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Gun violence prevention bills in Oregon include tackling 'ghost guns' and raising the minimum purchase age

With last year's Measure 114 on hold due to a court challenge, some lawmakers have begun introducing other gun control bills in Salem.

SALEM, Ore. — Oregon's voter-approved Measure 114 is currently on hold while legal challenges play out in the court system, but a trio of separate gun control measures have emerged in this year's legislative session.

Lawmakers in Salem listened to testimony about three bills related to gun violence prevention this week: House Bill 2005, House Bill 2006, and House Bill 2007. Legislators said Wednesday that they plan to merge the three into a single bill with several amendments. 

Supporters said the bills are common sense gun reforms to prevent violence while still taking into account the rights of law-abiding Oregonians. Critics have called them an overreach, and said they could punish lawful gun owners if signed into law. 

The first bill deals with untraceable and undetectable firearms — sometimes called "ghost guns" — and would punish those who make, sell or possess them.

"They have emerged as a weapon of choice for violent criminals, gun traffickers, extremists, and generally, people legally prohibited from buying firearms," said Rep. Dacia Grayber, D-Tigard.

Oregon Attorney General Ellen Rosenblum and Multnomah County District Attorney Mike Schmidt have expressed agreement about the dangers of ghost guns. Both gave recent examples of what they called a growing and dangerous problem. 

"Last March of 2022, a Salem man was indicted in what's considered our state's largest ghost gun operation thus far. Police seized dozens of ghost guns and their components from this man's house along with approximately 200 oxycontin pills believed to be laced with fentanyl," said Rosenblum.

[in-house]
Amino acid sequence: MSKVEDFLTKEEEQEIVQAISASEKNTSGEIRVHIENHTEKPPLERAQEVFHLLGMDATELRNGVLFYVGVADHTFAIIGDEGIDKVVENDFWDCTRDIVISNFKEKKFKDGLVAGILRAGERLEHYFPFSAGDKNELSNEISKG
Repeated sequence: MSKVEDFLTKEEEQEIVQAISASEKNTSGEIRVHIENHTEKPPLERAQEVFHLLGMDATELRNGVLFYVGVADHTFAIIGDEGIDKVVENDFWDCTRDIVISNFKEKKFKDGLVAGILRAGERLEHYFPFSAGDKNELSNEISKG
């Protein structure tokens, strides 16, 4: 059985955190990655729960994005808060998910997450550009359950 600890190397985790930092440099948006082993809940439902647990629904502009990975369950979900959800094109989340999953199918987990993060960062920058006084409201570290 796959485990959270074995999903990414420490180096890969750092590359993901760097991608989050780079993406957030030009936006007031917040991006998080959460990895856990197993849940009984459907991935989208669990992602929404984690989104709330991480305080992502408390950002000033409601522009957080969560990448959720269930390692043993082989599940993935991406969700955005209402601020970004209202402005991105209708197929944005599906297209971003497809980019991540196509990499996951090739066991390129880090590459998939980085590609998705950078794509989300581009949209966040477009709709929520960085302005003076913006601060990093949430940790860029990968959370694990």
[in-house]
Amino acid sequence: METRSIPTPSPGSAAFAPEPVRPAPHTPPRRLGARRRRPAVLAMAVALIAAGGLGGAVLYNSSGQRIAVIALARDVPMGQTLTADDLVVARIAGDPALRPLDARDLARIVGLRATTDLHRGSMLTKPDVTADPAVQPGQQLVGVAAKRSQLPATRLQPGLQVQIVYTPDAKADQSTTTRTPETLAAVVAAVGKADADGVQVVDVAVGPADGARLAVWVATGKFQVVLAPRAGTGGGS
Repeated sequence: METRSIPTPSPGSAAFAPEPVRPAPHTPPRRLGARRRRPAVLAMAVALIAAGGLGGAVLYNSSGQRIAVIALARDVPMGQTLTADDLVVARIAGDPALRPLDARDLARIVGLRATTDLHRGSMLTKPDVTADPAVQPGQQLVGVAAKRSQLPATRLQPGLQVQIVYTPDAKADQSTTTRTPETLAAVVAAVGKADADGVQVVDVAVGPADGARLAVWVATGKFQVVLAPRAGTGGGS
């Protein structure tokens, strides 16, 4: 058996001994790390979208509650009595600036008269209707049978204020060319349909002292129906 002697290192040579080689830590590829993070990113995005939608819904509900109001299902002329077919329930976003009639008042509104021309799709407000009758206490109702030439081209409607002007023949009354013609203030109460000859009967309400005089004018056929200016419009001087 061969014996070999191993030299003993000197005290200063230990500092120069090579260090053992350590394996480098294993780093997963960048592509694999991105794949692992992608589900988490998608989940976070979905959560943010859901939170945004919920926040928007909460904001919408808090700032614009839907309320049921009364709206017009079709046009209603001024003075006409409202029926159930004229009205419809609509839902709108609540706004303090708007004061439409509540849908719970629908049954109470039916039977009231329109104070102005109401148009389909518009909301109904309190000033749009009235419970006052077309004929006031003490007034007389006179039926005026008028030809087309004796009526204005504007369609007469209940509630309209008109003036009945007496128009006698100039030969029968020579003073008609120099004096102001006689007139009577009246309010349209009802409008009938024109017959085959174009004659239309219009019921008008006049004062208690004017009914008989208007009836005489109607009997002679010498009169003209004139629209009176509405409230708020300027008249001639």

"Last year, my office successfully prosecuted a murder case involving a woman named Crampton Brophy. Brophy purchased a ghost gun online, attempting to conceal the murder of her husband," said Schmidt. 

The second bill, HB 2006, would raise the minimum age to possess firearms from 18 to 21, with a few exceptions. 

"It would recognize that 18 to 21-year-olds should still have access to hunting and to trap shooting...but that ultimately we have a problem," said Rep. Paul Evans, D-Monmouth.

The third bill allows cities and counties to restrict concealed carry in public buildings, if government officials choose to do so. 

"It puts power in the hands of community leaders across the state to choose which policy makes the most sense for their constituents," said Rep. Lisa Reynolds, D-Washington County

Despite strong support at the committee hearings, there was fierce opposition to the bills. 

"As these bills sit, I cannot be supportive of them," said Rep. James Hieb, R-Canby.

"House Bill 2006 and the other bills before you will very little reduce gun violence in our state. Why? Because we do not have a gun violence problem, we have a mental health problem," said Rep. Virgle Osborne, R-Roseburg.

Committee meetings can be viewed in full, on the Oregon Legislature's website. A work session for the three bills has been scheduled for Tuesday, March 28 at 8 a.m.

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